(b) The time limitation for performance of the contract. (4 R. C. L. p. 259, sec. 12; Bonar v. Bunn (Tex. Civ.), 158 S.W. 1186; Moore v. May, 10 Ga.App. 198, 73 S.E. 29; Crawford v. Cicotte, 186 Mich. 269, 152 N.W. 1065; Head-Berry Co. v. Bannister, 52 Okla. 763, 153 P. 669.)

The owner had the right to sell his own land to his own customer, although the property was listed with an agent for sale. (Spotswood v. Morris, 12 Idaho 360, 85 P. 1094, 6 L. R. A., N. S., 665.)

The third cause of action as amended does not allege, nor do the facts show that the No. 3 Bondholders themselves ever divested themselves of the power to sell their own lands or that they ever gave the Security Savings & Trust Co. an exclusive right of sale or the power to delegate such exclusive right of sale, either with or without the consent of the committee of three. (Lord v. Wapato Irr. Co., 81 Wash. 561, 142 P. 1172, at 1179; 2 C. J. 685; 1 Am. & Eng. Ency. of Law, 2d ed., 971; Quist v. Goodfellow, 99 Minn. 509, 9 Ann. Cas. 431, 110 N.W. 65, 8 L. R. A., N. S., 153.)

Eugene A. Cox and Noel B. Martin, for Respondent.

Where the contract is for a fixed time, binds the agent absolutely to sell the land within the time limited, requires the agent to spend time and money to carry it out, and is accepted by the agent, who fulfils the duties imposed thereby, and spends time and money fulfiling the contract, the principal lacks the right to terminate the contract, without liability to the agent. (Hunter v. Wenatchee Land Co., 50 Wash. 438, 97 P. 494; Levy v. Rothe, 39 N.Y.S. 1057; Elkhorn Consolidated C. & C. Co. v. Eaton Rhodes & Co., 163 Ky. 306, 173 S.W. 798; Popplewell v. Buchanan (Tex. Civ.), 204 S.W. 874; Johnson & Moran v. Buchanan, 54 Tex. Civ. 328, 116 S.W. 875; Handley v. Shaffer, 177 Ala. 636, 59 So. 286; Weisels-Gerhart Real Estate Co. v. Epstin, 157 Mo.App. 101, 137 S.W. 326; Maddox v. Harding, 91 Neb. 292, 135 N.W. 1019; O'Connell v. Casey, 206 Mass. 520, 92 N.E. 804; Paulsen v. Rourke, 26 Colo. App. 488, 145 P. 711; Hollweg v. Schaffer Brokerage Co., 197 F. 689, 117 C. C. A. 83; Hardwick v. Marsh, 96 Ark. 23, 130 S.W. 524; Wright v. Beach, 42 Mich. 869, 46 N.W. 673; Rowan v. Hull, 56 W.Va. 335, 104 Am. St. 998, 2 Ann. Cas. 884, 47 S.E. 92; Attix Noyes & Co. v. Phelon, 5 Iowa 336; Hoskins v. Fogg, 60 N.H. 402; Cloe v. Rogers, 31 Okla. 255, 121 P. 201; Lane v. Albright, 49 Ind. 275; McMillan v. Quincy, 137 Ga. 63, 72 S.E. 506; Donald v. Lawson, 87 N.Y.S. 485; Durkee v. Gunn, 41 Kan. 496, 13 Am. St. 300, 21 P. 637; McCray & Son v. Pfost, 118 Mo.App. 672, 94 S.W. 998; Miller v. Brown, 115 Wash. 177, 196 P. 573; Roth v. Moeller, 185 Cal. 415, 197 P. 62.)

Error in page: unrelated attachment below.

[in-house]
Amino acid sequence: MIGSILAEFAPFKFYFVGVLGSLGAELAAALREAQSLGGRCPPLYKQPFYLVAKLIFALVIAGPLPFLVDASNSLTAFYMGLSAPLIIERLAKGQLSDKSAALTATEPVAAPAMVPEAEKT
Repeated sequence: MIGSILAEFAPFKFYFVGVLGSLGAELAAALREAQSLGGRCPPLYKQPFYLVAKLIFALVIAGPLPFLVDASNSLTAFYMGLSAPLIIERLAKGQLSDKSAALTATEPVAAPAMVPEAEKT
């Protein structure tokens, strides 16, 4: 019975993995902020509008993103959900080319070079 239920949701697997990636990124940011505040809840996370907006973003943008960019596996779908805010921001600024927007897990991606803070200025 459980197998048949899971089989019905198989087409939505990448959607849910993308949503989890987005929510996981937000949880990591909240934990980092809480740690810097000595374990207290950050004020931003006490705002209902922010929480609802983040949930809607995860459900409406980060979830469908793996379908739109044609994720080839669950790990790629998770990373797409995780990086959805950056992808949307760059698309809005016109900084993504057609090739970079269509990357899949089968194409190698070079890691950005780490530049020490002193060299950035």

The fact that respondent, upon oral authorization, had been handling additional lands not included in his written contract would not estop him from relying upon his written contract. (Miller v. Brown, 115 Wash. 177, 196 P. 573.)

The parol evidence introduced as to the intent of the parties when the contract was executed, having been admitted upon the offer and insistence of appellant, is, if error at all, invited error of which appellant cannot complain. (Parker v. Metropolitan St. Ry. Co., 140 Mo.App. 703, 126 S.W. 759; Conlin v. Osbourn, 161 Cal. 659, 120 P. 755; McGillan v. Bennett, 132 U.S. 445, 10 S.Ct. 122, 33 L.Ed. 422, at 425; Trask v. Boise King Placers Co., 26 Idaho 290, 142 P. 1073; Nobach v. Scott, 20 Idaho 558, 119 P. 295, Mercer v. McPherson, 70 Kan. 617, 79 P. 118; Madera Ry. Co. v. Raymond Granite Co., 13 Cal.App. 668, 87 P. 27.)